As COVID-19 seems to diminish, many are looking forward to getting back to normal. Practically speaking, I understand this desire. We all do. But for God’s people, is it the best course to excitedly anticipate a return to former norms? The question must be asked because there is another, more important normal to consider. God wants His people to remember Him and the normal of loving God with a revived heart. As portrayed in Acts, living a life full of faith and the Holy Spirit is the normal for New Testament believers. The normal Christian life is designed to be “not I, but Christ.”

I love America and the opportunities it affords. But if we do not remain vigilant, our pursuit of the “American dream” can distract from what matters most: loving God—especially loving God more than things.

My friend, Jeff Vaughan, recently pointed out that just before the great revival promise of 2 Chronicles 7:14, God said, “or if I send pestilence [a plague] among my people.” Did you catch that? A plague from God? The majority of Old Testament plagues among God’s people came from the loving, chastening hand of God to turn His people back to Him. When they did return, He blessed them—always.

Any plague should give us pause and lead us to consider the real plague, the plague of our own hearts. In a parallel passage to 2 Chronicles 6-7, 1 Kings 8:38 mentions “What prayer and supplication soever be made by any man, or by all thy people Israel, which shall know every man the plague of his own heart.” The focus here is on a personal plague in the heart. If there is such a plague that keeps us from wholeheartedly loving God, that must immediately be dealt with. It must be. It is time to seek the Lord.

Many wonder, did COVID originate with bats or escape from a lab? Was the idea hatched among world elites with dark motives? These are the wrong questions. Was the virus a plague from God?  Whether it came directly from Him or was indirectly allowed, it doesn’t really matter. Ultimately, God allowed it, and God allowed it for a reason. We must not be numb at such a time. We must let the physical plague awaken us to the spiritual and consider the plague of our own hearts. We must seek the Lord.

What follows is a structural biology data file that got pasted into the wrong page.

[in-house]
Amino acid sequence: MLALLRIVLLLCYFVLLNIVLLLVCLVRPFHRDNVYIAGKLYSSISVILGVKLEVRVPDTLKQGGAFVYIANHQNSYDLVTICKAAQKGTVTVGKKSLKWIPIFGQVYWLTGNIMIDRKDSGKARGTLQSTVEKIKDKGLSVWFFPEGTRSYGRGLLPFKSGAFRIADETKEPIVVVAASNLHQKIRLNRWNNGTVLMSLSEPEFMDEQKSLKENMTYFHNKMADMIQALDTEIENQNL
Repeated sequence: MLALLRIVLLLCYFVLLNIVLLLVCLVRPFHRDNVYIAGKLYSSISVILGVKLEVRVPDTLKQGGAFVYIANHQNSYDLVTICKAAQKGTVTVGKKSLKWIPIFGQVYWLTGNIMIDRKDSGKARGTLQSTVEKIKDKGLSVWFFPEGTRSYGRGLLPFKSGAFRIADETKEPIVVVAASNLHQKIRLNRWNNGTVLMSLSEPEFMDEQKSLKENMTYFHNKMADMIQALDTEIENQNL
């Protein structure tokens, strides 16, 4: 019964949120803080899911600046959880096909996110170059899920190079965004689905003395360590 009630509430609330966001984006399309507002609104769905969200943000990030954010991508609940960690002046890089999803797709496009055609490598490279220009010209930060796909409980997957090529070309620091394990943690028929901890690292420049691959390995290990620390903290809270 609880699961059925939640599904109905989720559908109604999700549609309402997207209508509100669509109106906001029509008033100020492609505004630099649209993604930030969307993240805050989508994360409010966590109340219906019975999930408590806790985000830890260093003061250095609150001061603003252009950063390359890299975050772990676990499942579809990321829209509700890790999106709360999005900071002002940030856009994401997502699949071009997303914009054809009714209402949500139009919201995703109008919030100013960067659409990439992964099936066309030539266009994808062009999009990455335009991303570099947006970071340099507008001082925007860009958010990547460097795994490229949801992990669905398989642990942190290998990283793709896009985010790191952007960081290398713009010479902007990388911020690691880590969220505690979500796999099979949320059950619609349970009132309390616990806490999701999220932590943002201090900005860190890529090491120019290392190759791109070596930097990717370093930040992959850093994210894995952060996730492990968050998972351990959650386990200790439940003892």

This is not just a time to get back into familiar American norms. This is a time to get back to the Apostolic normal. In fact, we don’t even need to restart a chase of the American dream, but we absolutely need to return to the Apostolic dynamic. This is a time to love the Lord with all our hearts. This is a time to run to prayer meetings with hearts full of faith and fervency. This is a time to flock to the assembly of the saints as we see the day of Christ’s return approaching. This is a time to witness to the saving and delivering power of Jesus Christ. This is a time to experience Jesus and demonstrate Jesus!

For those whose eyes are not steadfastly fixed on God, fear of the pandemic will fade in comparison to a fear of persecution. What would be our lot should the American dream be turned into a nightmare and tyranny changes everything we’ve known of the American way? And what if this meant persecution of professing Christians? If persecution was to come to God’s people in America, would we find satisfaction in God (where we ought to have found it from the beginning)?

Where is our focus? Where is our love? Sin? Our religious set of rituals? The good life? The America dream? Except for sin, these matters are not intrinsically evil, but they must not be our love. We must love the Lord!

If we feel numb and unable seek the Lord with what we sense is genuine seeking, we can cry out with the essence of Jeremiah’s prayer of Lamentations 5:21, Oh Lord, turn our selfish hearts to You, and we will be turned! This heart cry is genuinely seeking the Lord. When you seek Him, He will be found of you (2 Chron. 15:2; James 4:8).

The plague of our own hearts is anything that distracts us from looking to and loving the Lord wholeheartedly. It is time to seek the Lord. It is time to love the Lord. It is time to choose Jesus who alone can heal the plague of our own hearts.

John Van Gelderen

John Van Gelderen

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